How do fish get into remote ponds

Discussion in 'General Conversation' started by Jerry60k, Mar 17, 2008.

  1. Jerry60k

    Jerry60k New Member

    Messages:
    881
    State:
    Chelyan, West V
    So have you ever been way out in the woods far from man and find a small pond inhabited with sunfish and/or bass ?

    How do you reckon they got there without stocking ?

    I have always wondered this and the answer I came up with is this.Ducks and other such birds like Herons maybe even mammals such as Raccons all feed in shallow water right.Ok we al know sunfish and bass spawn in shallow water.I think maybe the fertilized eggs may cling to the Ducks feathers and later when they are Flyind and see this new water hole they will decide to stop and preen themselves thereby depositing the stow-away eggs into a otherwise fishless body of water.

    So what do you all think.This is just food for thought.
     
  2. 223reload

    223reload New Member

    Messages:
    10,798
    State:
    Oklahoma
    I have seen ponds downstream so to speak that I thought might have been stocked inadvertantly stocked by high water ,flooding of a pond and the fish making thier way into another pond.
     

  3. kat in the hat

    kat in the hat New Member

    Messages:
    4,875
    State:
    Missouri
    I think that flooding plays a part too. I've seen fish in some pretty unlikely places after a good rain...Like in the middle of the highway. I think they can go a long way in a flooded ditch. Most ponds have some source, like a ditch or creek.
     
  4. arkrivercatman

    arkrivercatman New Member

    Messages:
    4,472
    State:
    KS
    They get in there lke Richard said and also by birds. Birds that grab a fish with eggs and goes to a different pond with him. It is amazing the things that mother nature is capable of.
     
  5. Dano

    Dano New Member

    Messages:
    13,712
    State:
    Texas
    yea, ducks, birds and other animals, floods and maybe Toronto's , high winds could possibly pick up fish eggs or even small fish and throw them throughout different places when they die down.
    it doesn't take but one or 2 eggs to start a chain reaction.
    mother nature has it's way's
     
  6. orion_xxvx

    orion_xxvx New Member

    Messages:
    397
    State:
    North Central Missouri
    You be surprised how much exploring and hanging out at the "secret pond" kids do. I used walk through the woods for hours as a kid and never think anything about it. It wasnt anything to ride my bike out to a friends farm " 10 miles one way " to fish for a few hours. So its quite possible you werent the first explorer to find that pond.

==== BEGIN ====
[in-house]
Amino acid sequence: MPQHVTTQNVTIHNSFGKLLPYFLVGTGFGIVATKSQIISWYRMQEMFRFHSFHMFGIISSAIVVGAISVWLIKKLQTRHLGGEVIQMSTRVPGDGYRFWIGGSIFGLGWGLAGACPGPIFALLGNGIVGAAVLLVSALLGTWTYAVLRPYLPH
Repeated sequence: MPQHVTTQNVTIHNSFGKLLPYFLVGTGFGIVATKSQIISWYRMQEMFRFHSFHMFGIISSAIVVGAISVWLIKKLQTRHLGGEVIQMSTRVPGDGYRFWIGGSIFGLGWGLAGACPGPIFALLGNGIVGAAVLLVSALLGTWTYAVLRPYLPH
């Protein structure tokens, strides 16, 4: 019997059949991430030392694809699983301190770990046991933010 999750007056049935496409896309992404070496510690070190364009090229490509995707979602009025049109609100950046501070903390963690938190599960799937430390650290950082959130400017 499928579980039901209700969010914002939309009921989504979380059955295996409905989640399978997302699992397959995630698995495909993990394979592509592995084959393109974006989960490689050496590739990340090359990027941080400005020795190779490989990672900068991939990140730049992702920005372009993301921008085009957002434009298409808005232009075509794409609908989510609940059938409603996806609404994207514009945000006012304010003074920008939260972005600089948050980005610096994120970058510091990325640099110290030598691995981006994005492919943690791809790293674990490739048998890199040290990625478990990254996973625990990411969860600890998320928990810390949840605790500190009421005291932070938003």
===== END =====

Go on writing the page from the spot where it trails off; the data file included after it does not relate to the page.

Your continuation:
7. wishiwasfishin

    wishiwasfishin New Member

    Messages:
    776
    State:
    kentucky
    thats a sound theroy and very possible same as the post about flooding.
     
  8. flathead willie

    flathead willie Well-Known Member

    Messages:
    3,241
    State:
    Virginia
    Alot of them are stocked when birds wade in water that has fish, picking up fish eggs in their feathers and then fly to another pond.
     
  9. badkarma

    badkarma New Member

    Messages:
    772
    State:
    Oxford,Miss
    Jerry almost 50 years I ask the same thing and was told fish eggs got there in bird feathers.
     
  10. Wil

    Wil New Member

    Messages:
    1,746
    State:
    Minden Nebraska
    youre exactly right brother
     
  11. Junior42

    Junior42 New Member

    Messages:
    500
    State:
    Catlettsburg, KY
    I have always been told bird feathers also.
     
  12. mariofish

    mariofish New Member

    Messages:
    914
    State:
    wv
    nice hat:cool2:
     
  13. Scott Daw

    Scott Daw New Member

    Messages:
    2,002
    State:
    Allentown, Pennsylvania
    Besides by birds and high waters..... ox bow lakes which eventually turn into ponds when they fill with sediment are formed when a stream/river bends and then water decides to take a easier path. This leaves what they call an ox bow lake. The fish ended up stranded when the river changed paths.